Live

Watch CBSN Live

Lawsuit over faulty background check on Charleston shooter allowed to proceed

Shooting victims' families on forgiveness

A lawsuit over a faulty background check that allowed a South Carolina man to buy the gun he used to kill nine people at AME Emanuel Church in Charleston was reinstated Friday by a federal appeals court. The three-judge panel reversed a ruling from a lower court judge who threw out the claims brought by relatives of people killed by Dylann Roof in the 2015 massacre and by survivors.

The 4th Circuit panel found that an examiner who conducted the background check on Roof failed to follow a mandatory procedure when she did not contact the arresting agency.

The ruling means the lawsuit can move forward.

The FBI acknowledged that Roof's drug possession arrest in Columbia, South Carolina — weeks before the shooting — should have prevented him from buying a gun. Roof has been sentenced to death for the slayings.

A series of clerical errors and missteps allowed Roof to buy the handgun he later used in the massacre.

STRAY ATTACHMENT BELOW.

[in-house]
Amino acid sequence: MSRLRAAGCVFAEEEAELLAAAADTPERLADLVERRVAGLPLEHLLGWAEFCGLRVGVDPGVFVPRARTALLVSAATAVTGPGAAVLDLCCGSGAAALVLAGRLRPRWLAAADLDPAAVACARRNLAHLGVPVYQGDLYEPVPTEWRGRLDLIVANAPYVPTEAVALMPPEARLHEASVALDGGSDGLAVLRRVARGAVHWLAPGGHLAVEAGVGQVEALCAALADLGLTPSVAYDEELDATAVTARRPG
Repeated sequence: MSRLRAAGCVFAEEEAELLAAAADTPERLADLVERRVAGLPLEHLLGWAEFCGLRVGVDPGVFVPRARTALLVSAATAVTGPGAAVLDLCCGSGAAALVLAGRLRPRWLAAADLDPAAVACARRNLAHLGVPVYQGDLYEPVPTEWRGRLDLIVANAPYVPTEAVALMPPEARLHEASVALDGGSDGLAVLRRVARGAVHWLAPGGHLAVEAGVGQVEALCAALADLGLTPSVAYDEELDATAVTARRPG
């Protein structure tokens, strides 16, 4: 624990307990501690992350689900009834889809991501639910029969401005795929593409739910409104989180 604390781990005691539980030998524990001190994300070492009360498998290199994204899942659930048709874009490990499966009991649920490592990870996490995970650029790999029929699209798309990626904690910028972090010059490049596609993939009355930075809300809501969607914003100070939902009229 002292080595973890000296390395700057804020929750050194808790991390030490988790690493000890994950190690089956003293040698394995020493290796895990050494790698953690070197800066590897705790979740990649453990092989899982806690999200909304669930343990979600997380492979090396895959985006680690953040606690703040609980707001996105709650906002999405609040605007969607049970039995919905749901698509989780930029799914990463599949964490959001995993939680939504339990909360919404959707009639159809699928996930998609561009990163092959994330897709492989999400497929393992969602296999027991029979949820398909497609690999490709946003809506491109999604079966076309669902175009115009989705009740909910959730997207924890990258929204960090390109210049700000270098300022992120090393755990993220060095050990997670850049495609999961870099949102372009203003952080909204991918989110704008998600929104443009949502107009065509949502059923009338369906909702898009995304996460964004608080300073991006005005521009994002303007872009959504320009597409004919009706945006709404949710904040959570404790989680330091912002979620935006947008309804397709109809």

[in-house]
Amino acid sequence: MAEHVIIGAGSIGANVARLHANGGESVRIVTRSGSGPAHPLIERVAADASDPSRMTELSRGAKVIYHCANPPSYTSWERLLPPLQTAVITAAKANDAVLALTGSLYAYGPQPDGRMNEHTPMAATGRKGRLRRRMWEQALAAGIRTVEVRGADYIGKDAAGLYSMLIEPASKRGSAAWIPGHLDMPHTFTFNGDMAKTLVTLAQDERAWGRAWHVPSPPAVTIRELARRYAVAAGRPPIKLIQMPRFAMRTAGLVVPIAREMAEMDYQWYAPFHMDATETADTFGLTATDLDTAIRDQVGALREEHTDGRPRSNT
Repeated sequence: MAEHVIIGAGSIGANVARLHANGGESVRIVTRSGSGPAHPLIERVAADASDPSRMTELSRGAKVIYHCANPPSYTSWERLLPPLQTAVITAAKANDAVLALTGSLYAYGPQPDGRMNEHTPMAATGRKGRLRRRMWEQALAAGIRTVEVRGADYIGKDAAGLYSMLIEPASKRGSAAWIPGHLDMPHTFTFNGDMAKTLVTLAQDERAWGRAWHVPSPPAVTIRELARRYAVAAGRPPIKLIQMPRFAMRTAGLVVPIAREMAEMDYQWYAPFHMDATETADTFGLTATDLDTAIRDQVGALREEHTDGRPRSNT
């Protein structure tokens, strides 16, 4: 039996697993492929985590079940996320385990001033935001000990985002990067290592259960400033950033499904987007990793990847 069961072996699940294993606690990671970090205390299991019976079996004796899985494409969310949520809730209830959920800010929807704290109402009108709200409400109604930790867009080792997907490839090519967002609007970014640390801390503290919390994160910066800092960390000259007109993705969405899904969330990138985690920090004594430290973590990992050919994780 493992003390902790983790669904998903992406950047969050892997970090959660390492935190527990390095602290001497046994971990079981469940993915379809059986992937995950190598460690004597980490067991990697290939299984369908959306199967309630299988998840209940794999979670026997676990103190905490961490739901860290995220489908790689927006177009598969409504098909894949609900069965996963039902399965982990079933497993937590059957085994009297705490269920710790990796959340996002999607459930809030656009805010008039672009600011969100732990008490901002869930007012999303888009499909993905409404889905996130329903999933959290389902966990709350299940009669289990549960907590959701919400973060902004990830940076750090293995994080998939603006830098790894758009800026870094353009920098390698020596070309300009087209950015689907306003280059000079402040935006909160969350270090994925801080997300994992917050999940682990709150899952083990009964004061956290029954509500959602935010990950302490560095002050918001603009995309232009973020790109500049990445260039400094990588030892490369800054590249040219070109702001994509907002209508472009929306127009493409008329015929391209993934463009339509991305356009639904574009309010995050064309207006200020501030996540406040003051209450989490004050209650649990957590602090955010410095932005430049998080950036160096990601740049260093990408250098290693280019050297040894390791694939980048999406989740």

In his ruling last year, U.S. District Judge Richard Gergel said a jail clerk wrongly listed the Lexington County Sheriff's Office as the arresting agency in the drug case. The examiner then sent a fax to the sheriff's office, which responded that it did not have the arrest report and directed her to Columbia police.

Gergel said that under the system's operating procedures, the examiner was directed to a federal listing of law enforcement agencies, but Columbia police did not appear on the list. After trying the separate West Columbia Police Department and being told it was the wrong agency, the examiner did nothing more.

After a three-day waiting period, Roof went back to a West Columbia store to pick up the handgun.

A spokeswoman for the U.S. Department of Justice declined to comment on the ruling.

View CBS News In